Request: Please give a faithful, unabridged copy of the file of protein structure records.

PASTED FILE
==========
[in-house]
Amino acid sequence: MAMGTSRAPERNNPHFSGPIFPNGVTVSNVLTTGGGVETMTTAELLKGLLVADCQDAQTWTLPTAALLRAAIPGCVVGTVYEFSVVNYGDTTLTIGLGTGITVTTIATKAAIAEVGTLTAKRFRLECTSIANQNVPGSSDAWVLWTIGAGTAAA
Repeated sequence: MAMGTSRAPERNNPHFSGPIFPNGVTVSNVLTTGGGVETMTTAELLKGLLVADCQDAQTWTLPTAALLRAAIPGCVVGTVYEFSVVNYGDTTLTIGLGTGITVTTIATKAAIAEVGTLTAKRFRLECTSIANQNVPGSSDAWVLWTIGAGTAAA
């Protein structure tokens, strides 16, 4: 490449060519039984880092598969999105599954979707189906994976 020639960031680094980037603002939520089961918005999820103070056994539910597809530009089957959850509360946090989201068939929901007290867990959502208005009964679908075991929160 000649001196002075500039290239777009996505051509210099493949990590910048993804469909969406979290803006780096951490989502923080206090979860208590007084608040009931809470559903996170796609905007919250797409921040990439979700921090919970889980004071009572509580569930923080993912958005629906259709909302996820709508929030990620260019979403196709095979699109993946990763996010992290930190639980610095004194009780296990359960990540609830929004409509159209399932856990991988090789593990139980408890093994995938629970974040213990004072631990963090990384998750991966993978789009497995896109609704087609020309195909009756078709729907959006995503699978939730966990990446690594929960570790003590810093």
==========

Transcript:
[in-house]
Amino acid sequence: MAMGTSRAPERNNPHFSGPIFPNGVTVSNVLTTGGGVETMTTAELLKGLLVADCQDAQTWTLPTAALLRAAIPGCVVGTVYEFSVVNYGDTTLTIGLGTGITVTTIATKAAIAEVGTLTAKRFRLECTSIANQNVPGSSDAWVLWTIGAGTAAA
Repeated sequence: MAMGTSRAPERNNPHFSGPIFPNGVTVSNVLTTGGGVETMTTAELLKGLLVADCQDAQTWTLPTAALLRAAIPGCVVGTVYEFSVVNYGDTTLTIGLGTGITVTTIATKAAIAEVGTLTAKRFRLECTSIANQNVPGSSDAWVLWTIGAGTAAA
């Protein structure tokens, strides 16, 4: 490449060519039984880092598969999105599954979707189906994976 020639960031680094980037603002939520089961918005999820103070056994539910597809530009089957959850509360946090989201068939929901007290867990959502208005009964679908075991929160 000649001196002075500039290239777009996505051509210099493949990590910048993804469909969406979290803006780096951490989502923080206090979860208590007084608040009931809470559903996170796609905007919250797409921040990439979700921090919970889980004071009572509580569930923080993912958005629906259709909302996820709508929030990620260019979403196709095979699109993946990763996010992290930190639980610095004194009780296990359960990540609830929004409509159209399932856990991988090789593990139980408890093994995938629970974040213990004072631990963090990384998750991966993978789009497995896109609704087609020309195909009756078709729907959006995503699978939730966990990446690594929960570790003590810093």